Typically, Extraverts are energized by being around people. While energy itself is invisible to the naked eye, one can almost see Extraverts come alive when in the company of others. It’s what charges up their batteries. Of course, the converse is also true: isolation depletes Extraverts’ energy – especially if it’s for extended periods of time.

With Introverts, it’s just the opposite: typically, Introverts are energized by being alone, and their energy is depleted when forced to spend too much time with others. Continuing with the battery analogy, excessive social interaction drains Introverts’ batteries.

In Jungian terms, “Thinking” and “Feeling” are the two different ways people primarily come to conclusions or make decisions. Although these are both rational processes, this “dimension” of type most often plays out in the way people relate to one another. Thinkers make most of their decisions based primarily on logic, where Feelers make most of theirs based upon how others may feel or be affected. As a result, Feelers get nourished by relating to and helping others. But, since feelings and emotions are not the natural domain of Thinkers, they often find navigating the tricky waters of personal relationships challenging and stressful.

In terms of social interactions, this makes Thinkers more, and Feelers less, independent.

So, everyone is either an Extravert or an Introvert and either a Thinker or a Feeler. While these are all separate, discreet type preferences, what makes the Jung/Myers model so powerful is the way these four different preferences interact with one another.

Types Most and Least Eager to Return to the Workplace


Extravert-Feelers – ENFJs, ENFPs, ESFJs and ESFPs

I suspect that E-Fs will be most eager to return to the workplace. Consider Karen, a single ENFP Millennial in her mid-thirties who lives in Brooklyn. Outgoing and friendly with a huge social network, the pandemic has been particularly cruel to Karen and others like her. Although she’s been able to at least see peoples’ faces on countless Zoom calls, the interactions are all two, rather than three dimensional. There is no actual human energy being shared.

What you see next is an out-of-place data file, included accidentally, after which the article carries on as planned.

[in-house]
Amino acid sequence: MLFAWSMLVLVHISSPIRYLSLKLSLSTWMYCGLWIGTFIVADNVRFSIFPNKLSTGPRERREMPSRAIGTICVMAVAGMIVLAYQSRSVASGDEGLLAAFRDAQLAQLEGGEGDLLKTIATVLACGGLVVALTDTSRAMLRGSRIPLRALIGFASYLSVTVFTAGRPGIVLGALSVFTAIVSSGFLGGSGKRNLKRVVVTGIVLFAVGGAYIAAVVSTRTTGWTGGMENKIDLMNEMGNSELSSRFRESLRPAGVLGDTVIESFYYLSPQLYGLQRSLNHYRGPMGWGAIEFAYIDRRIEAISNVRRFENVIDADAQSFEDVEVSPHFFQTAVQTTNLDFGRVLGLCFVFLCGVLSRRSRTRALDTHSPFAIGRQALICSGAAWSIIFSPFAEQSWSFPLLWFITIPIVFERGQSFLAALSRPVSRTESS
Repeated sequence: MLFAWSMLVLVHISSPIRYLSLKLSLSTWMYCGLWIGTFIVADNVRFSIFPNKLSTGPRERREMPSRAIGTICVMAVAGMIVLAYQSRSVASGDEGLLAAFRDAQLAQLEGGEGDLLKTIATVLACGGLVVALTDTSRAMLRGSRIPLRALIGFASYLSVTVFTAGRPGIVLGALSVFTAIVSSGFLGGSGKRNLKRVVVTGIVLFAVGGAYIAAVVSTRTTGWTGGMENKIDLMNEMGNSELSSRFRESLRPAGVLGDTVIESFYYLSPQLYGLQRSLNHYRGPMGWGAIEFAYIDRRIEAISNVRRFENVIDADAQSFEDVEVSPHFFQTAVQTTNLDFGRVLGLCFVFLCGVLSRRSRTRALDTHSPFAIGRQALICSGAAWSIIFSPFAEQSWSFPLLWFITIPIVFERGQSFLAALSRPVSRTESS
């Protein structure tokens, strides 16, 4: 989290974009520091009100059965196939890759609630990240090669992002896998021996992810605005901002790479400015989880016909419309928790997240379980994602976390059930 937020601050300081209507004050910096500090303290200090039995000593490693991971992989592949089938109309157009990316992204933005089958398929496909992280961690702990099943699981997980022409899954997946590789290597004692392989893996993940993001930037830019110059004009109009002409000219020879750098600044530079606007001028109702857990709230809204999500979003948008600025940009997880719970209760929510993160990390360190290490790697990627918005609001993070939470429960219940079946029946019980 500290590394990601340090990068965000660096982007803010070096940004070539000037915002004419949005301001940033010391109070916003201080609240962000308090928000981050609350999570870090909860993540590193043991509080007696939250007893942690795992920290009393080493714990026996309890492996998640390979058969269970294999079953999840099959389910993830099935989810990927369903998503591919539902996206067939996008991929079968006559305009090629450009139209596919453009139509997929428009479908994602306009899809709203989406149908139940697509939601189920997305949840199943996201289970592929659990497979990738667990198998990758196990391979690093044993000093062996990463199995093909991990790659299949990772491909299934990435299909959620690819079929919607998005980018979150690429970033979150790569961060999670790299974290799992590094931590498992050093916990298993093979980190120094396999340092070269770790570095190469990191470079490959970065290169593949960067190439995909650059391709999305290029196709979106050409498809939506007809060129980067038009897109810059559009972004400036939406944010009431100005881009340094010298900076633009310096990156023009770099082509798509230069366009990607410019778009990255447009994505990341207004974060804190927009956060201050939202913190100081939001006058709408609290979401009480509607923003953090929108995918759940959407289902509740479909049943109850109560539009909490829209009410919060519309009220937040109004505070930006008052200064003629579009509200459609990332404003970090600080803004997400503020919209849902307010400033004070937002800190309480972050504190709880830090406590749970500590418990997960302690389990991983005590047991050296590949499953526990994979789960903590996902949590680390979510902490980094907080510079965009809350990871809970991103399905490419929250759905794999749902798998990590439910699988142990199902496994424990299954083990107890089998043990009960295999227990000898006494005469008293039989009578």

Introvert-Thinkers – ISTJs, ISTPs, INTJs and INTPs

I’d bet cash money that I-Ts will be least eager to leave their home offices. By their nature – and that’s what personality type is – most ITs are extremely independent and really enjoy their own company. Aaron – an INTP fortyish project manager living in the Midwest – feels like he’s done some of his best work over the past two years. And with few of the ubiquitous interruptions he experienced at his workplace pre-pandemic, he’s certain that he’s been more productive.

Introvert-Feelers – INFJs, INFPs, ISFJs and ISFPs

I-Fs are likely to have some ambivalence about returning to work after being homebound for so long. With Rachel’s two young-adult children living on their own and sharing an apartment, Rachel – an ISFJ – misses the few colleagues whom she considered friends and has worked with for years. However, like Aaron (the INTP), she’s really enjoyed the peace and quiet of not having people drop by her office unannounced, and being able to devote so much focused time on her projects.

Extravert-Thinkers – ESTJs, ESTPs, ENTJs and ENTPs

An ENTJ, Brandon also has mixed feelings about going back to work. He clearly misses the energy, pace, action and camaraderie of his colleagues. But, as a manager (like many ENTJs), he doesn’t miss the drama or having to deal with peoples’ emotions.

Of the four E-T types, ESTPs and ENTPs are the most outgoing and social. And, because they are Thinkers who tend to not take most things personally, they’re likely to be more eager to return than their ESTJ and ENTJ “type-mates.”

Where do you fit in? If you know your type, it will be interesting to see how much you resonate with the examples offered above. And hopefully, this article will give you some new insights into the factors that will influence your feelings about returning to the workplace. Good luck! 

Paul Tieger
Paul D. Tieger is the Founder and CEO of SpeedReading People, LLC. He is an internationally recognized expert on – and author of five breakthrough books about – personality type including The Art of SpeedReading People and the one-million copy best-seller Do What You Are. A jury consultant for twenty-five years, Paul pioneered the use of Personality Type to help trial attorneys understand and communicate with jurors and has worked on dozens of high profile civil and criminal cases including the first physician-assisted suicide trial of Dr. Jack Kevorkian. Paul holds a BS degree in Psychology and an MS in Organizational Behavior.